2/23/2005:

Intermediate Word:  to twig to -  (a) to push (an idea)  (b) to "catch on"  (c) to leak information  (d) to exaggerate
Difficult Word: - dryopithecine  (a) saurian forerunner of dinosaurs  (b) extinct human precursor  (c) family that includes tropical monkeys  (d) desert marsupials 
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Exclusive: NASA Researchers Claim Evidence of Present Life on Mars - Space.com  A pair of NASA scientists told a group of space officials at a private meeting here Sunday that they have found strong evidence that life may exist today on Mars, hidden away in caves and sustained by pockets of water.  The scientists, Carol Stoker and Larry Lemke of NASA’s Ames Research Center in Silicon Valley, told the group that they have submitted their findings to the journal Nature for publication in May, and their paper currently is being peer reviewed.     
The Ascent of the Robotic Attack Jet  - Technology Review   Last April, a low-slung aircraft, about the size of a sport utility vehicle but with batlike wings similar to those of the B-2 stealth bomber, took off, flew at 10,500 meters and then dropped a 110-kilogram inert precision bomb while zipping along at 700 kilometers per hour. Four months later, a pair of the aircraft took off and flew together. These were modest stunts, to be sure, except for this fact: the jets have no pilots. They are the future of warfare, the first working models of networked autonomous attack jets, and the U.S. Department of Defense would like to start building them by 2010. Eventually such planes will be military mainstays. Of this, most observers are sure; it is simply a lot less expensive—and safer—to send machines into battle than to send people, who require food, sleep, training, and pay.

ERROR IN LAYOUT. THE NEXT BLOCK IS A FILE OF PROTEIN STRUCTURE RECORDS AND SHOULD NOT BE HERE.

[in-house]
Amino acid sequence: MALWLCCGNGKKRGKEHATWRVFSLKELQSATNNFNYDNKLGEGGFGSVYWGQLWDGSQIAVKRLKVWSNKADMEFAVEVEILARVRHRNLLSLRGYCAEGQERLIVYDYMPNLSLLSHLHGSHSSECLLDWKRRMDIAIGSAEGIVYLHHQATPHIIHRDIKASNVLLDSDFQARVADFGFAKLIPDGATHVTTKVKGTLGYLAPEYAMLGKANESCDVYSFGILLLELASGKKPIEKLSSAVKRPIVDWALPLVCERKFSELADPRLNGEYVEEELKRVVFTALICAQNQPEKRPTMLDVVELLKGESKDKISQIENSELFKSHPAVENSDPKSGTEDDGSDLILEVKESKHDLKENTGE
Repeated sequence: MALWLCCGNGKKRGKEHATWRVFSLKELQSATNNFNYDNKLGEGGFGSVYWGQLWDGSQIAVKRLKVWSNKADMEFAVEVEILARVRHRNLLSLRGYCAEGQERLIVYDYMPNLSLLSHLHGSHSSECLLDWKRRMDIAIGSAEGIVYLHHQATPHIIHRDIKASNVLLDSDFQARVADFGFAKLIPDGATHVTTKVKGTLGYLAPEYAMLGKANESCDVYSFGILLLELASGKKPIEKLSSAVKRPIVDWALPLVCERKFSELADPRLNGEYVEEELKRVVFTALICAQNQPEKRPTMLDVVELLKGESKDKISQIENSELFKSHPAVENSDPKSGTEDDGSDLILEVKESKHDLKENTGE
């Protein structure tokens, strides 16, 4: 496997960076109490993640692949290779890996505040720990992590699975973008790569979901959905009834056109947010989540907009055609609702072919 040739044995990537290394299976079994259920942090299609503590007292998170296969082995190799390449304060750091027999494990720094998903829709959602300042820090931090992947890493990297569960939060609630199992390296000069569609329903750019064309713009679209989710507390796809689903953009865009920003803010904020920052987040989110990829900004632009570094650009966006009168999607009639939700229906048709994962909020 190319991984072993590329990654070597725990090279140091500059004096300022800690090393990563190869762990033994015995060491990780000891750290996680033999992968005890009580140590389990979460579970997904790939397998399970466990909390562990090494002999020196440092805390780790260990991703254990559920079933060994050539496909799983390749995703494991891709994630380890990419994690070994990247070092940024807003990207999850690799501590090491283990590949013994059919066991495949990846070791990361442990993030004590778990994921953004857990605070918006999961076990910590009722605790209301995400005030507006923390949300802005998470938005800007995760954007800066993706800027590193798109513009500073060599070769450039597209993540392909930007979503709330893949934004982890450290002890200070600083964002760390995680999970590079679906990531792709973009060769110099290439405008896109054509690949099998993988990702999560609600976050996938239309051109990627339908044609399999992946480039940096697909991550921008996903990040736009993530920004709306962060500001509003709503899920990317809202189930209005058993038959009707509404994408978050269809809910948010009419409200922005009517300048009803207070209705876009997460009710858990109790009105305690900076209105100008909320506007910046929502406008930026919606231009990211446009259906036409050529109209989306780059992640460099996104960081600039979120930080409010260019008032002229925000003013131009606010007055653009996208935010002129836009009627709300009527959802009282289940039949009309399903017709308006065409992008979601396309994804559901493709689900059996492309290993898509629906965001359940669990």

Image: Ray Kurzweil

Inventor sets his sights on immortality - MSNBC  As part of his daily routine, Kurzweil ingests 250 supplements, eight to 10 glasses of alkaline water and 10 cups of green tea. He also periodically tracks 40 to 50 fitness indicators, down to his “tactile sensitivity.” Adjustments are made as needed. The inventor and computer scientist is serious about his health because if it fails him he might not live long enough to see humanity achieve immortality, a seismic development he predicts in his new book is no more than 20 years away. He urges others to do the same in “Fantastic Voyage: Live Long Enough to Live Forever.”  Kurzweil writes of millions of blood cell-sized robots, which he calls “nanobots".




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